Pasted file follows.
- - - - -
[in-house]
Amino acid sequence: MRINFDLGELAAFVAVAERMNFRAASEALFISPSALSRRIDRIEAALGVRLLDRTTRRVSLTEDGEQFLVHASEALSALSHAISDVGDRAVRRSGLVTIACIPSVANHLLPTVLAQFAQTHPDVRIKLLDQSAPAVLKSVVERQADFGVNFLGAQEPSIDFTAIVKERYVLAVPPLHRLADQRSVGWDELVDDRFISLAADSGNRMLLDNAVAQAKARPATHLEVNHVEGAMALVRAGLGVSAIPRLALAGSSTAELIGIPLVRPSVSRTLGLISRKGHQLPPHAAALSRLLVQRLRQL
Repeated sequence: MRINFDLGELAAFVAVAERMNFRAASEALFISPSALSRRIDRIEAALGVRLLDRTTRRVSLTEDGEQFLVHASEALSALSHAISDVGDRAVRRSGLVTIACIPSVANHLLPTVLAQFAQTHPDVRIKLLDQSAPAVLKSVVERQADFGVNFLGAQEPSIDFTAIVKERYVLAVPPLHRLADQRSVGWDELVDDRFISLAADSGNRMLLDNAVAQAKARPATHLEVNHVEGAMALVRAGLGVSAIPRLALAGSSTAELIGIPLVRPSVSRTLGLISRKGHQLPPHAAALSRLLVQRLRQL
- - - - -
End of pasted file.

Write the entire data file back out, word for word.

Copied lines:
[in-house]
Amino acid sequence: MRINFDLGELAAFVAVAERMNFRAASEALFISPSALSRRIDRIEAALGVRLLDRTTRRVSLTEDGEQFLVHASEALSALSHAISDVGDRAVRRSGLVTIACIPSVANHLLPTVLAQFAQTHPDVRIKLLDQSAPAVLKSVVERQADFGVNFLGAQEPSIDFTAIVKERYVLAVPPLHRLADQRSVGWDELVDDRFISLAADSGNRMLLDNAVAQAKARPATHLEVNHVEGAMALVRAGLGVSAIPRLALAGSSTAELIGIPLVRPSVSRTLGLISRKGHQLPPHAAALSRLLVQRLRQL
Repeated sequence: MRINFDLGELAAFVAVAERMNFRAASEALFISPSALSRRIDRIEAALGVRLLDRTTRRVSLTEDGEQFLVHASEALSALSHAISDVGDRAVRRSGLVTIACIPSVANHLLPTVLAQFAQTHPDVRIKLLDQSAPAVLKSVVERQADFGVNFLGAQEPSIDFTAIVKERYVLAVPPLHRLADQRSVGWDELVDDRFISLAADSGNRMLLDNAVAQAKARPATHLEVNHVEGAMALVRAGLGVSAIPRLALAGSSTAELIGIPLVRPSVSRTLGLISRKGHQLPPHAAALSRLLVQRLRQL